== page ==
Dance building certified as eco-friendly

Erma Lowe Hall has become LEED certified, recognizing the renovated building as a more efficient and sustainable building which benefits the university and the environment.  

“The dance students benefit because of the good light, the good water and the good design that makes it comfortable and functional for them,” said Ellen Shelton, department chair of ballet and modern dance. 

“It helps on a more global level because it is good for the environment,” she said.

The original Erma Lowe Hall was built in 1921 without insulation, and it had problems with leaks and odors, Shelton said. The new building has motion sensors and timers on all interior and exterior walls and has better lighting and ventilation. 

The main focus of the new building was to make the interior better for students by improving air quality, Harold Leeman, associate director of the Major Projects & Facilities Planning Department, said. The efficiency of the new building cut down on the cost of energy and water. 

It cost more to build a LEED certified building, but in the long run the money saved on energy and water outweighed the extra expense for the building, Leeman said. 

The new Erma Lowe Hall was built with the students in mind, Michael Bennett, architect of Erma Lowe and a TCU alumnus, said.  Bennett designed a building that would inspire students, while still preserving Erma Lowe’s historic look. 

“On a functional level, every aspect of the facility has been greatly improved,” Bennett said. “For example, there is more and better seating for performances, a defined student lounge, improved lighting, storage for costumes and locker rooms. The building is also safer and more accessible.”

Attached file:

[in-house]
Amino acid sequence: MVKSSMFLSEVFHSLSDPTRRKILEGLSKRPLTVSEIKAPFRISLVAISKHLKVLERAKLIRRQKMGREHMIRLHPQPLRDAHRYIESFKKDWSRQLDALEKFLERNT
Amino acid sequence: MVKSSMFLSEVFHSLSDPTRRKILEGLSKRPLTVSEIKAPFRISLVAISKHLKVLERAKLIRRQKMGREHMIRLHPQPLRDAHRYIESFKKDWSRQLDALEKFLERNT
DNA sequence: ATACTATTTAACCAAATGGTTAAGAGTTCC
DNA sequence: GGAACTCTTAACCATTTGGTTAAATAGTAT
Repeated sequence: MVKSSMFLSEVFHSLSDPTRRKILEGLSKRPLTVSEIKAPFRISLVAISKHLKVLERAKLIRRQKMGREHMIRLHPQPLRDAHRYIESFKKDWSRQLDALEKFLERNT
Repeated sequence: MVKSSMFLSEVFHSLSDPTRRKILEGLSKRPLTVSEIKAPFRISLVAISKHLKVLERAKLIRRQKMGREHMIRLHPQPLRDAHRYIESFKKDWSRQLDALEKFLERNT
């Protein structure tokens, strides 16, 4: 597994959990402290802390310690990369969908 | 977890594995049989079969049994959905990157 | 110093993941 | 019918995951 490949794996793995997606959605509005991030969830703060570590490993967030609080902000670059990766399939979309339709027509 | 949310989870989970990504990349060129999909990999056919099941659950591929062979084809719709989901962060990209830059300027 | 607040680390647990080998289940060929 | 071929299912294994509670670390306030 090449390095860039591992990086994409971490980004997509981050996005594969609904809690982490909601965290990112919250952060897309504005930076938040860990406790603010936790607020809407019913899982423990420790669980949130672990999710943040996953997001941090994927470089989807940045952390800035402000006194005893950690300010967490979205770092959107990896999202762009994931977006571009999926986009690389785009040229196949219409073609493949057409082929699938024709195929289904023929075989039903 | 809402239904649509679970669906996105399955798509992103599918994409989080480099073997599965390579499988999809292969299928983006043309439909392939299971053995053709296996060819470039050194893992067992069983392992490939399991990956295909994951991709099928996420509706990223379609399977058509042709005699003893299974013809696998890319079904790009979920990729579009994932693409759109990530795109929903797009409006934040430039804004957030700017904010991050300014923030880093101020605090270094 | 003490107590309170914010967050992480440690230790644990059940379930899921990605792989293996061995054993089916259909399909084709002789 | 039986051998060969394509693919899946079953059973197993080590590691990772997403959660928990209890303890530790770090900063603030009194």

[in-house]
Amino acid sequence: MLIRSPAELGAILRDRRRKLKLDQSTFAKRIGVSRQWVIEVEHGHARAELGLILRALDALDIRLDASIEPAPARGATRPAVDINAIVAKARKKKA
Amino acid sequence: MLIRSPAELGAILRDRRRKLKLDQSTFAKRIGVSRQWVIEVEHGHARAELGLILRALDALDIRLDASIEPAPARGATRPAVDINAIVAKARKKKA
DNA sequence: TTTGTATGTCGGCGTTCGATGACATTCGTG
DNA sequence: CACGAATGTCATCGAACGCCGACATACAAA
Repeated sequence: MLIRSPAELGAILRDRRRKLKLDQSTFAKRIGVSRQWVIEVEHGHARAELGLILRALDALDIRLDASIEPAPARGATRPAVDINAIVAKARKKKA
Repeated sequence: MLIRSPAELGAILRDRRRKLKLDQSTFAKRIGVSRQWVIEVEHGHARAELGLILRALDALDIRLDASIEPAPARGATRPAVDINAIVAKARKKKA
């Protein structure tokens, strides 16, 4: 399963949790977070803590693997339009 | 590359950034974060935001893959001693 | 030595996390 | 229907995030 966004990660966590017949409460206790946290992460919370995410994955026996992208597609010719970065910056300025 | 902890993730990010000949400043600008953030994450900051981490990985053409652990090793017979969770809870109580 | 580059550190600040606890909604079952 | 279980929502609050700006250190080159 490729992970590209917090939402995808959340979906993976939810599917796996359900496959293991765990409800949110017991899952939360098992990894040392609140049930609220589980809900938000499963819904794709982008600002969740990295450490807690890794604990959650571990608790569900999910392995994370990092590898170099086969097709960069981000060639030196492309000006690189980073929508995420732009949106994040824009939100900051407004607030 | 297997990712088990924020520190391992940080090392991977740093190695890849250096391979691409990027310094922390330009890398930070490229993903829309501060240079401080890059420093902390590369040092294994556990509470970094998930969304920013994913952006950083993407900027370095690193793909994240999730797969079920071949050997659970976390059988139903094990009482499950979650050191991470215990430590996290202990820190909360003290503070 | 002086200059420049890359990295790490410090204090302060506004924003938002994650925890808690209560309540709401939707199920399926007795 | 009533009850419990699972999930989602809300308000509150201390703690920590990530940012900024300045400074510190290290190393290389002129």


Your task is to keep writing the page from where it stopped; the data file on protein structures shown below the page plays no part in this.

The new building provides a professional environment with better studio space and locker rooms, dance major Julianne Zilahy said. The building’s LEED certification also gave the university recognition. 

“Designing a renovation and addition for an existing building, whether it is to LEED standards or not, is more challenging than designing a new building,” Bennett said. “But preserving a historic facility and an institution’s architectural heritage makes it that much more interesting, challenging and worth the extra effort.”

Leeman said this was the seventh building on campus to become LEED certified. The university worked to improve existing buildings on campus to make them more efficient, and would build all future buildings up to LEED standards. 

“It is great to work with a client like TCU that understands the importance of sustainability and has such a concentrated commitment to making its facilities more efficient,” Bennett said. “As an alumni, it makes me proud that my alma mater places such a concerted effort on sustainability.”